There are several types of psychotherapy that are effective for depression. Cognitive behavioral therapy is one of the most commonly used therapies. This type of therapy helps you identify negative beliefs and behaviors and replace them with healthy, positive ones. It’s based on the idea that your own thoughts — not other people or situations — determine how you feel or behave. Even if an unwanted situation doesn’t change, you can change the way you think and behave in a positive way. Interpersonal therapy and psychodynamic psychotherapy are other types of counseling commonly used to treat depression.

Electroconvulsive therapy (ECT)
In ECT, electrical currents are passed through the brain. This procedure is thought to affect levels of neurotransmitters in your brain. Although many people are leery of ECT and its side effects, it typically offers immediate relief of even severe depression when other treatments don’t work. It’s unclear how this therapy relieves the signs and symptoms of depression. The most common side effect is confusion, which can last from a few minutes to several hours. Some people also have memory loss.

ECT is usually used for people who don’t get better with medications and for those at high risk of suicide. ECT may be an option if you have severe depression when you’re pregnant and can’t take your regular medications. It can also be an effective treatment for older adults who have severe depression and can’t take antidepressants for health reasons.

Hospitalization and residential treatment programs
In some people, depression is so severe that a hospital stay is needed. Inpatient hospitalization is may be necessary if you aren’t able to care for yourself properly or when you’re in immediate danger of harming yourself or someone else. Getting psychiatric treatment at a hospital can help keep you calm and safe until your mood improves. Partial hospitalization or day treatment programs also are helpful for some people. These programs provide the support and counseling you need while you get symptoms under control.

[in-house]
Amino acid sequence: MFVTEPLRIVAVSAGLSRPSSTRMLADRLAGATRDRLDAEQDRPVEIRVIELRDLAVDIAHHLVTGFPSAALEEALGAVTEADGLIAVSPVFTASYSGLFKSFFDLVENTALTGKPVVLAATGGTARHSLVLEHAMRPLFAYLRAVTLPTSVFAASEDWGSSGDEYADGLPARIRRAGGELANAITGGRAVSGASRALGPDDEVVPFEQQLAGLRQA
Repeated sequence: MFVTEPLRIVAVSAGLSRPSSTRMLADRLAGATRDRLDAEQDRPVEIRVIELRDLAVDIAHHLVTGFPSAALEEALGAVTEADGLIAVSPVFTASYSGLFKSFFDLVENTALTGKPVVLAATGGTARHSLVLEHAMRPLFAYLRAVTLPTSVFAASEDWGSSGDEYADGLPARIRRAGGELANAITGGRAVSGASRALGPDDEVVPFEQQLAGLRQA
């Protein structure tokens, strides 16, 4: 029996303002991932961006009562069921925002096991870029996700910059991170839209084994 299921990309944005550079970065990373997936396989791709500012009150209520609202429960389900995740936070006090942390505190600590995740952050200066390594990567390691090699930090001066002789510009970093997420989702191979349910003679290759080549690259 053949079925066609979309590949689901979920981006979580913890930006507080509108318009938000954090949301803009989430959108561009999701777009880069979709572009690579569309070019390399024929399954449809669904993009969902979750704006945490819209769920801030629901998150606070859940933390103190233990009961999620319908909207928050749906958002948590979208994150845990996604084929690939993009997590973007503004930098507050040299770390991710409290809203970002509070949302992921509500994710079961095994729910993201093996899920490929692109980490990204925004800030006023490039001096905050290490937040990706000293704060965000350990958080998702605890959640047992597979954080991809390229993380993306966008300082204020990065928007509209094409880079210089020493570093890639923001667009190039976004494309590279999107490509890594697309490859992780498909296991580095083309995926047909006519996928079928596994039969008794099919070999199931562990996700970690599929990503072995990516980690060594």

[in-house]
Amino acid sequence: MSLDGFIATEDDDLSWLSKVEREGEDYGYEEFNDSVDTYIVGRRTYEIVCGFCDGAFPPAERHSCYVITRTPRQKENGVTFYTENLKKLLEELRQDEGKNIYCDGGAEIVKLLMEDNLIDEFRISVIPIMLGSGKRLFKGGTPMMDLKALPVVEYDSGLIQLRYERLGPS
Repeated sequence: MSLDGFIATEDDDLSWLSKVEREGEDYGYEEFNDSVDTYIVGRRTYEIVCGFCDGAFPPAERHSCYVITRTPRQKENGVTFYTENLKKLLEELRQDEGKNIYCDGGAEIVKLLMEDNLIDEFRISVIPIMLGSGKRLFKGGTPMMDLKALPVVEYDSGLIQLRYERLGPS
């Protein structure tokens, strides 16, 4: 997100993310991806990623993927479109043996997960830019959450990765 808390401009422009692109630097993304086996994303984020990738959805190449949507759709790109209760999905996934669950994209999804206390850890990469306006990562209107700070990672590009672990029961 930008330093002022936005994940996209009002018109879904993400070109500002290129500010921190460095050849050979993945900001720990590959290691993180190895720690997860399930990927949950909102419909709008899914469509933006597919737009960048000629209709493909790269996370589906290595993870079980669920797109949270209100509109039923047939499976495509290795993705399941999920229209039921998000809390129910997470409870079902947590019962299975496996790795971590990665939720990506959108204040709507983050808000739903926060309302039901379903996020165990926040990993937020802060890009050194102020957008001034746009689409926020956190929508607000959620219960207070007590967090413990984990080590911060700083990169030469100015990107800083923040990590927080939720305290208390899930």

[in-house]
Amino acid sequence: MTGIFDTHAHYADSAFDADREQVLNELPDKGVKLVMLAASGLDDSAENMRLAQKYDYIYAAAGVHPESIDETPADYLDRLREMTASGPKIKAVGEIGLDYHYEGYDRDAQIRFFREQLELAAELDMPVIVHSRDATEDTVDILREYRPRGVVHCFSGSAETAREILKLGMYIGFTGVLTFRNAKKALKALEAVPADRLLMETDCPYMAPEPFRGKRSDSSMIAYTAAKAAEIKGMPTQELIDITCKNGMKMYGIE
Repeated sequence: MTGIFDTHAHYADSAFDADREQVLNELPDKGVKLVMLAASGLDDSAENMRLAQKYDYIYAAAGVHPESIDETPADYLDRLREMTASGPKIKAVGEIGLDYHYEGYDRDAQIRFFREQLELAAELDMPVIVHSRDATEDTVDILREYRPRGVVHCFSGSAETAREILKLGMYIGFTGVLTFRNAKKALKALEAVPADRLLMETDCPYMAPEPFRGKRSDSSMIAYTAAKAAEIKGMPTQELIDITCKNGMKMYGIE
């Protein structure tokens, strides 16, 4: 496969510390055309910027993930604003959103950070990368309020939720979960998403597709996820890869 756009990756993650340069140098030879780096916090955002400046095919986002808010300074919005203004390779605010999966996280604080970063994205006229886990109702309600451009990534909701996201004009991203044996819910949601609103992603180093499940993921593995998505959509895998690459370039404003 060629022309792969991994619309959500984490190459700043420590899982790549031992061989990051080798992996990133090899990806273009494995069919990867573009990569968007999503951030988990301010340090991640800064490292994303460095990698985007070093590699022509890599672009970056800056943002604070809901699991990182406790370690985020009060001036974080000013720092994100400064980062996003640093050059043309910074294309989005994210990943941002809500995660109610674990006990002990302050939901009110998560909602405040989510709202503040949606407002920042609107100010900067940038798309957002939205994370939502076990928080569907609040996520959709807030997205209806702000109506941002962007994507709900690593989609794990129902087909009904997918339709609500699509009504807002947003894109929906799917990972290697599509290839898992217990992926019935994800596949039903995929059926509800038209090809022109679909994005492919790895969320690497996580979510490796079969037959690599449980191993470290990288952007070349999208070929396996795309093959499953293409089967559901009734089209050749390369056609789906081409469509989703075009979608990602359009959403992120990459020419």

Other treatments for depression
If standard depression treatment hasn’t been effective, your psychiatrist may consider whether you might benefit from a less commonly used procedure, such as:
Vagus nerve stimulation. This treatment uses electrical impulses with a surgically implanted pulse generator to affect mood centers of the brain. This may be an option if you have chronic, treatment-resistant depression.
Transcranial magnetic stimulation. With this treatment, powerful magnetic fields are used to alter brain activity. A large electromagnetic coil is held against your scalp near your forehead to produce an electrical current in your brain.

Lifestyle and home remedies
Depression generally isn’t an illness that you can treat on your own. But you can do some things for yourself that will help. In addition to professional treatment, follow these self-care steps:
Stick to your treatment plan. Don’t skip psychotherapy sessions or appointments, even if you don’t feel like going. Even if you’re feeling well, resist any temptation to skip your medications. If you stop, depression symptoms may come back, and you could also experience withdrawal-like symptoms.
Learn about depression. Education about your condition can empower you and motivate you to stick to your treatment plan.
Pay attention to warning signs. Work with your doctor or therapist to learn what might trigger your depression symptoms. Make a plan so that you know what to do if your symptoms get worse. Contact your doctor or therapist if you notice any changes in symptoms or how you feel. Ask family members or friends to help watch for warning signs.
Get exercise. Physical activity reduces depression symptoms. Consider walking, jogging, swimming, gardening or taking up another activity you enjoy.
Avoid alcohol and illicit drugs. It may seem like alcohol or drugs lessen depression symptoms, but in the long run they generally worsen symptoms and make depression harder to treat.
Get plenty of sleep. Sleeping well is especially important when you’re depressed. If you’re having trouble sleeping, talk to your doctor about what you can do.
Source: http://www.mayoclinic.com/health/depression/DS00175/DSECTION=treatments-and-drugs